Worshippers at Al-Aqsa Mosque shout down PA Grand Mufti mid-sermon, showing support for Hamas instead
Headline: “Worshippers removed the Friday preacher at the Al-Aqsa Mosque because he did not mention the resistance’s victory”
“Worshippers at the Al-Aqsa Mosque removed [PA] Mufti of Jerusalem and the Palestinian Territories Sheikh Muhammad Hussein today, Friday, [May 21, 2021,] from the preacher’s pulpit while he delivered the sermon. This was as a sign of protest over him not mentioning the victory achieved by the Palestinian resistance in the Gaza Strip and the resolve of its residents (refers to Hamas rocket barrages targeting Israeli cities; see note below -Ed.).
A video showing the worshippers’ opposition to Muhammad Hussein’s sermon before they demanded that he get down from the Al-Aqsa Mosque pulpit while calling ‘PA members out’ was spread on social media (the video appears in the article -Ed.).
Another clip showed others calling ‘Go to [PA President] Mahmoud Abbas, we are the people of [Hamas terror leader] Muhammad Deif’ (the video appears in the article -Ed.).”
Muhammad Hussein also serves as Deputy Secretary-General and acting Secretary-General of the PLO Popular National Conference of Jerusalem.
Fatah/Hamas Riot and Rocket War 2021 – On April 30, 2021, facing certain electoral defeat, PA Chairman Mahmoud Abbas cancelled the first PA elections scheduled in 15 years. Hamas, which expected to win the elections, denounced it as a “coup.” In need of a conflict to divert public discontent, Abbas artificially generated a crisis over Jerusalem. His Fatah party called for "raising the level of confrontation,” and Abbas' spokesman told Palestinians "the battle of all battles is here.” Jerusalem Arabs responded by attacking Jews with rocks and Molotov cocktails. Hamas, Abbas' political rival, could not allow Abbas to lead the battle, so on May 10, 2021, Hamas launched rocket barrages targeting Israeli population centers including Jerusalem. Over the next 11 days, Hamas and Islamic Jihad fired over 4,300 rockets into southern and central Israel from the Gaza Strip, killing 9 Israelis and 3 foreign nationals, and wounding hundreds. In response, Israel launched Operation Guardian of the Walls to target Hamas terror leaders and terror infrastructure in the Gaza Strip. Already in mid-April, a planned eviction of some Palestinian families illegally living in Jewish-owned buildings in the Sheikh Jarrah neighborhood of Jerusalem had led to clashes between Palestinian residents and Israeli police. This dispute provided Palestinians with a pretext for violent rioting. Adding to the crisis, Israeli Arabs started rioting throughout Israel, especially in cities with a mixed Jewish and Arab population. Two Jews were murdered and many were wounded. According to Walla, an independent Israeli news site, 10 synagogues were wholly or partly burned down; fires were set in 112 Jewish homes and 1 Arab home mistaken for a Jewish home; 386 Jewish homes were plundered and 673 were damaged; 849 cars were set ablaze; and there were 5,018 rock-throwing attacks. In response, Jews started attacking Arabs and their properties as well, but on a much smaller scale. No mosques were burned; 13 Arab homes were damaged; 13 Arab-owned cars were burned; and there were 41 rock-throwing attacks by Jews. [Walla, May 16, 2021] The fighting between Israel and Hamas ended with a ceasefire on May 21, 2021.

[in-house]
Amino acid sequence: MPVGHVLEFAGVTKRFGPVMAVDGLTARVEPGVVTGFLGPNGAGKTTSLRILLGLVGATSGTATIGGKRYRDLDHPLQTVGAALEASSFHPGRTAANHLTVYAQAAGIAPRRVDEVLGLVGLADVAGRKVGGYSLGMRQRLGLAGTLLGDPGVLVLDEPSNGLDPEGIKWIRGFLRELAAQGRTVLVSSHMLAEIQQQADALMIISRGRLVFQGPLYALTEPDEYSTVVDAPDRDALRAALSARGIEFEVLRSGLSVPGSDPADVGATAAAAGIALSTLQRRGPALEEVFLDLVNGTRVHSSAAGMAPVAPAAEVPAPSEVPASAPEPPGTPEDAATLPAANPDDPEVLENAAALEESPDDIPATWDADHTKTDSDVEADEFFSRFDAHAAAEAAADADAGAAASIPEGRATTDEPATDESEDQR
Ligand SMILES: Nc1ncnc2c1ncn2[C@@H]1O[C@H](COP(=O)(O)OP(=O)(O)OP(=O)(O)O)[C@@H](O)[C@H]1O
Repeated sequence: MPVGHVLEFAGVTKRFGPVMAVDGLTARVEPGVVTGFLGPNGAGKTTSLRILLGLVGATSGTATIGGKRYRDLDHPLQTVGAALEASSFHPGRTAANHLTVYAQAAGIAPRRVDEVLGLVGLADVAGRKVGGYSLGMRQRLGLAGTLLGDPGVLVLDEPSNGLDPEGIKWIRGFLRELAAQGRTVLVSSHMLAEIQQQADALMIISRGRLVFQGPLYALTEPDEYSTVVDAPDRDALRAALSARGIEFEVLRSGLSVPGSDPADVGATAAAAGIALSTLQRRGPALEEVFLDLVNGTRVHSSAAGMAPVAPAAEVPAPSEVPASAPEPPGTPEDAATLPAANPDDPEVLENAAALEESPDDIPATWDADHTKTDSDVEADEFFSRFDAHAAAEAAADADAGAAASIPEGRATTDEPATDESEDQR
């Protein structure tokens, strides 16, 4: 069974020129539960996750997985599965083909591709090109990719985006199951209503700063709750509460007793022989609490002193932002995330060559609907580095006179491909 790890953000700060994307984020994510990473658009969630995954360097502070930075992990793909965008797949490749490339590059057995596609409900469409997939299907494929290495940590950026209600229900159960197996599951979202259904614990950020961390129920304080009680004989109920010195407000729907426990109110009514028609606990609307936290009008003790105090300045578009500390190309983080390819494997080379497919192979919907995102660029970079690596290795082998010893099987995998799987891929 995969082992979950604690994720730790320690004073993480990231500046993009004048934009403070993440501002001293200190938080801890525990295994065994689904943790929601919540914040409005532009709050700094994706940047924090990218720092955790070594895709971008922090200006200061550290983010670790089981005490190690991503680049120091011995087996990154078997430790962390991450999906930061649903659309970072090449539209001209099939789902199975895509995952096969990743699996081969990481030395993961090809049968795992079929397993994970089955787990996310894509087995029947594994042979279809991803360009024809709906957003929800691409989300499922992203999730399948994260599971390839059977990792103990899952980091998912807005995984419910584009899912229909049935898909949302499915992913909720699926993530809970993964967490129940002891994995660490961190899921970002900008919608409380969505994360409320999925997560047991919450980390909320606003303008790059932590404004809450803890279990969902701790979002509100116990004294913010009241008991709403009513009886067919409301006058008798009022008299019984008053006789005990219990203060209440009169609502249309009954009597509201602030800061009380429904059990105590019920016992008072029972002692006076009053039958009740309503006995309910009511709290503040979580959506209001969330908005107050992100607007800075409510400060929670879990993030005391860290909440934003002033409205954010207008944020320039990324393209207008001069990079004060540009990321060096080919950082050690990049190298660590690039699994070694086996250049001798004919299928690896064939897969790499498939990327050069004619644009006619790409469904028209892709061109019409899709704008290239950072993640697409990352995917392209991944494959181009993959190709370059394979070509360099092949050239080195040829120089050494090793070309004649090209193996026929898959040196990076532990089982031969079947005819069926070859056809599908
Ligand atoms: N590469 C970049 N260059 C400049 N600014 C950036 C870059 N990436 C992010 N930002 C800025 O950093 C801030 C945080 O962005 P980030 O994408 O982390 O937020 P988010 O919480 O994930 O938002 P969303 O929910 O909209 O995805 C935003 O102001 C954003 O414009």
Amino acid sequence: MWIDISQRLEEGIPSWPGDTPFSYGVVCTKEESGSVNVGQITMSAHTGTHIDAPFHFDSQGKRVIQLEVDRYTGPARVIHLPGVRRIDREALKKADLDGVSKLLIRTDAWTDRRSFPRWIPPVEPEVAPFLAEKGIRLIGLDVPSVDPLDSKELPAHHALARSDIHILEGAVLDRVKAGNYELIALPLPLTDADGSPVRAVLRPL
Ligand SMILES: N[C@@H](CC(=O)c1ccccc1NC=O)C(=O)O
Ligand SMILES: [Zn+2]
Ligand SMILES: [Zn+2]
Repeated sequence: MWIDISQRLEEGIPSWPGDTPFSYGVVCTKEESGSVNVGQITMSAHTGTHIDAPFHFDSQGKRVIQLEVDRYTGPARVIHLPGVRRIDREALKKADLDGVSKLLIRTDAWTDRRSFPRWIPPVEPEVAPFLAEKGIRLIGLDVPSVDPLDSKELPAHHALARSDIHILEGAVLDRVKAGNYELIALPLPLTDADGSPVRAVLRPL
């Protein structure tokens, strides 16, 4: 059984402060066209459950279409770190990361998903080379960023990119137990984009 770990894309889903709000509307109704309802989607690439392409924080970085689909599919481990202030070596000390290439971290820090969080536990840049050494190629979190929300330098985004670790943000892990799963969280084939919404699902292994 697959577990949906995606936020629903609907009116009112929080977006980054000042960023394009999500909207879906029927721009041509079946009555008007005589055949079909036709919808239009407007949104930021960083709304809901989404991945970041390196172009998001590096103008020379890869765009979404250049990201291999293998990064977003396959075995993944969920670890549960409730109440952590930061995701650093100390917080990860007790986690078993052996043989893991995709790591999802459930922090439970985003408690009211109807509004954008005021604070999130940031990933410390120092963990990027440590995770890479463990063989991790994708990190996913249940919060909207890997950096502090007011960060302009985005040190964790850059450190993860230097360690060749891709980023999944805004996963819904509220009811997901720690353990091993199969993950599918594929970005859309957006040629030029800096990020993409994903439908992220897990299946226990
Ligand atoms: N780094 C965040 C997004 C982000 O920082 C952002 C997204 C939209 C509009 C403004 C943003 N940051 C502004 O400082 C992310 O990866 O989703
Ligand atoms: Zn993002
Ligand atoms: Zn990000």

Muhammad Deif – Palestinian terrorist and chief commander of the Izz A-Din Al-Qassam Brigades (Hamas' military wing). He organized several terror attacks, including the first Jaffa Street suicide bombing in Jerusalem (27 murdered, 35 wounded, Feb. 25, 1996), the second Jaffa Street suicide bombing in Jerusalem (18 murdered, over 40 wounded, March 3, 1996), the Ashkelon Junction suicide bombing (1 murdered, 35 wounded, March 3, 1996), the Elei Sinai shooting attack (2 murdered, 15 wounded, Oct. 2, 2001 and the Atzmona shooting attack (5 murdered, 15 wounded, March 7, 2002). He also led the cell that kidnapped and murdered 3 Israeli soldiers: Shahar Simani (April 20, 1994), Aryeh Frankental (July 7, 1994), and Nachshon Wachsman (Oct. 9, 1994).